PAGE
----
Volume 4, Issue 1 (spring 2000)                   jwss 2000, 4(1): 81-91 | Back to browse issues page

XML Persian Abstract Print

Download citation:
BibTeX | RIS | EndNote | Medlars | ProCite | Reference Manager | RefWorks
Send citation to:

Rezvani M, Golian A, Eftekhari Shahroudi F, Nassiri Moghaddam H. Effects of Pullet Nutrition and Dietary Energy and Fat of Layer Rations on the performance of Hy-line Layers. jwss 2000; 4 (1) :81-91
URL: http://jstnar.iut.ac.ir/article-1-126-en.html
Abstract:   (30023 Views)
An experiment with 720 pullets was conducted to investigate the effect of dietary energy levels of pullet and dietary energy and fat of laying ration on subsequent performance parameters during 14-20 and 22-44 weeks of age. In the first period, white leghorn pullets were fed with two diets of low and high density energy (2600 and 3200 Kcal ME/kg). In the lating period (second period), birds, in each treatment of pullet period, were fed with six diets containing three levels of low, medium and high energy (2600, 2750 and 2900 kcal/kg) at two levels of supplemental fat (zero and 2%). All diets were formulated to meet minimum NRC (1994) requirements of amino acids and protein. This experiment was done in randomized complete block designs with 5 replicates. The levels of energy in the growing period did not affect egg production, egg weight, daily feed intake, feed conversion rate and age of pubertal maturity in laying period, but pullets fed with high energy diet had significantly higher weights as compared to low energy diet in the beginning of laying period. In the laying period, the use of supplemental fat (2%) improved egg production and egg weight, but feed intake and feed conversion rate were not affected. Means of feed conversion rate, feed intake and egg production during laying period in low energy diet were greater than those as compared to high energy diet, but egg weight was not affected by energy level of diets. Low energy intake to protein intake ratio in low energy diet versus high energy diet may be a reason for greater egg production in lower energy than in higher energy diets.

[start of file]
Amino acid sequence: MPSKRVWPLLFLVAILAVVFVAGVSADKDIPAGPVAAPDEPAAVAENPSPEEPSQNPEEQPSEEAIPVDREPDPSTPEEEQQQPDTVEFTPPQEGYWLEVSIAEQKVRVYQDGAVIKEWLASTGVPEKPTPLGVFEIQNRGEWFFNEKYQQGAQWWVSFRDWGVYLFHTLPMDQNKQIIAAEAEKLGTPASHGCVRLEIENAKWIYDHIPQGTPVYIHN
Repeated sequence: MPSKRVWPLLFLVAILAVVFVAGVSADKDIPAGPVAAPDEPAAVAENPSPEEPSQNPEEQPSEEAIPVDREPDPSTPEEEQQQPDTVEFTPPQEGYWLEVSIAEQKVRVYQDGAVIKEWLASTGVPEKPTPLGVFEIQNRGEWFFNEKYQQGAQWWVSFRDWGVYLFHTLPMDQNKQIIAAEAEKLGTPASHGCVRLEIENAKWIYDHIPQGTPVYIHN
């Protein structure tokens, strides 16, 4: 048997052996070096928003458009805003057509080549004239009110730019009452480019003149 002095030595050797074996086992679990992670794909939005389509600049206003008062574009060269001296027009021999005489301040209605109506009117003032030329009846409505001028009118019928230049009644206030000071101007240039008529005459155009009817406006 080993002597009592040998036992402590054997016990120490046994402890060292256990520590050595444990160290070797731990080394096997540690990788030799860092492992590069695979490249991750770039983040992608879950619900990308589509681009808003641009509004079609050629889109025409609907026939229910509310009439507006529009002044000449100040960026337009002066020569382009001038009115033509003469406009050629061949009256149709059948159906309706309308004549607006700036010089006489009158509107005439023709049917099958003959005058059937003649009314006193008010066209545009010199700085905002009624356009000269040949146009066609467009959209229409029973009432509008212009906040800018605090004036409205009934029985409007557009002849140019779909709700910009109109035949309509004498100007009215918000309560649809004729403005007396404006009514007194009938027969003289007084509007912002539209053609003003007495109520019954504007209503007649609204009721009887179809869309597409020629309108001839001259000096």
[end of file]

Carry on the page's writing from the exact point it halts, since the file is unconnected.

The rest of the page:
Full-Text [PDF 665 kb]   (2893 Downloads)    
Type of Study: Research | Subject: Ggeneral
Received: 2008/01/9 | Published: 2000/04/15

Add your comments about this article : Your username or Email:

Rights and permissions
Creative Commons License This work is licensed under a Creative Commons Attribution-NonCommercial 4.0 International License.

© 2023 CC BY-NC 4.0 | JWSS - Isfahan University of Technology

Designed & Developed by : Yektaweb